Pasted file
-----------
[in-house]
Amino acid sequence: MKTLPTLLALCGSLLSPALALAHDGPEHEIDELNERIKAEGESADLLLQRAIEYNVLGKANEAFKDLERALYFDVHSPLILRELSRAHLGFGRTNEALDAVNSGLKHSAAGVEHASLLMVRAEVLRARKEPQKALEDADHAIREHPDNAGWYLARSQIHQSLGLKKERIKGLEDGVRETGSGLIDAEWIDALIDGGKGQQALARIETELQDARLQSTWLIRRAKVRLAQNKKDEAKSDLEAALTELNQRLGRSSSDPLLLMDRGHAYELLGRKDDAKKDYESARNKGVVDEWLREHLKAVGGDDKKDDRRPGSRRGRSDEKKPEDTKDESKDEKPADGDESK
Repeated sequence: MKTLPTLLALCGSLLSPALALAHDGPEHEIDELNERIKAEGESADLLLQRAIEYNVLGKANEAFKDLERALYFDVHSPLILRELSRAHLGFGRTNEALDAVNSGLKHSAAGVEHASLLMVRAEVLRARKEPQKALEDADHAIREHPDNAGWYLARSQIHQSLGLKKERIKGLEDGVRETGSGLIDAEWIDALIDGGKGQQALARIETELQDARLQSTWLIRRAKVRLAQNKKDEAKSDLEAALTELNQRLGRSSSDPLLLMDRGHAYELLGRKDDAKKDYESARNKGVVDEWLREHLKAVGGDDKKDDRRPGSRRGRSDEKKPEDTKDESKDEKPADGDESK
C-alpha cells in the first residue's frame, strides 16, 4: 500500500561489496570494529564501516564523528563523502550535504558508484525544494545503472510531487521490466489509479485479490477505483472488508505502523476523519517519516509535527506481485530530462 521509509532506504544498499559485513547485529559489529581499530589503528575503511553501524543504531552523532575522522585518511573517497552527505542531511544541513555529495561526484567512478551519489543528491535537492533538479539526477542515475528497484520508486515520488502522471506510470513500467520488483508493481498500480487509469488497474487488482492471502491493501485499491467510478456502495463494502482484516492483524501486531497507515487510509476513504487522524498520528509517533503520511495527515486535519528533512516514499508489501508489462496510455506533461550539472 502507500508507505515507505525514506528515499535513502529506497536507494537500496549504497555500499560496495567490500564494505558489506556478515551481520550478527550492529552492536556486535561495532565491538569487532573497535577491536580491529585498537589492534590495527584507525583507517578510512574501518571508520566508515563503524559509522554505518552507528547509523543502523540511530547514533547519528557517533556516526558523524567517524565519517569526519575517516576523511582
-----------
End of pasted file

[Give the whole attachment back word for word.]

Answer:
[in-house]
Amino acid sequence: MKTLPTLLALCGSLLSPALALAHDGPEHEIDELNERIKAEGESADLLLQRAIEYNVLGKANEAFKDLERALYFDVHSPLILRELSRAHLGFGRTNEALDAVNSGLKHSAAGVEHASLLMVRAEVLRARKEPQKALEDADHAIREHPDNAGWYLARSQIHQSLGLKKERIKGLEDGVRETGSGLIDAEWIDALIDGGKGQQALARIETELQDARLQSTWLIRRAKVRLAQNKKDEAKSDLEAALTELNQRLGRSSSDPLLLMDRGHAYELLGRKDDAKKDYESARNKGVVDEWLREHLKAVGGDDKKDDRRPGSRRGRSDEKKPEDTKDESKDEKPADGDESK
Repeated sequence: MKTLPTLLALCGSLLSPALALAHDGPEHEIDELNERIKAEGESADLLLQRAIEYNVLGKANEAFKDLERALYFDVHSPLILRELSRAHLGFGRTNEALDAVNSGLKHSAAGVEHASLLMVRAEVLRARKEPQKALEDADHAIREHPDNAGWYLARSQIHQSLGLKKERIKGLEDGVRETGSGLIDAEWIDALIDGGKGQQALARIETELQDARLQSTWLIRRAKVRLAQNKKDEAKSDLEAALTELNQRLGRSSSDPLLLMDRGHAYELLGRKDDAKKDYESARNKGVVDEWLREHLKAVGGDDKKDDRRPGSRRGRSDEKKPEDTKDESKDEKPADGDESK
C-alpha cells in the first residue's frame, strides 16, 4: 500500500561489496570494529564501516564523528563523502550535504558508484525544494545503472510531487521490466489509479485479490477505483472488508505502523476523519517519516509535527506481485530530462 521509509532506504544498499559485513547485529559489529581499530589503528575503511553501524543504531552523532575522522585518511573517497552527505542531511544541513555529495561526484567512478551519489543528491535537492533538479539526477542515475528497484520508486515520488502522471506510470513500467520488483508493481498500480487509469488497474487488482492471502491493501485499491467510478456502495463494502482484516492483524501486531497507515487510509476513504487522524498520528509517533503520511495527515486535519528533512516514499508489501508489462496510455506533461550539472 502507500508507505515507505525514506528515499535513502529506497536507494537500496549504497555500499560496495567490500564494505558489506556478515551481520550478527550492529552492536556486535561495532565491538569487532573497535577491536580491529585498537589492534590495527584507525583507517578510512574501518571508520566508515563503524559509522554505518552507528547509523543502523540511530547514533547519528557517533556516526558523524567517524565519517569526519575517516576523511582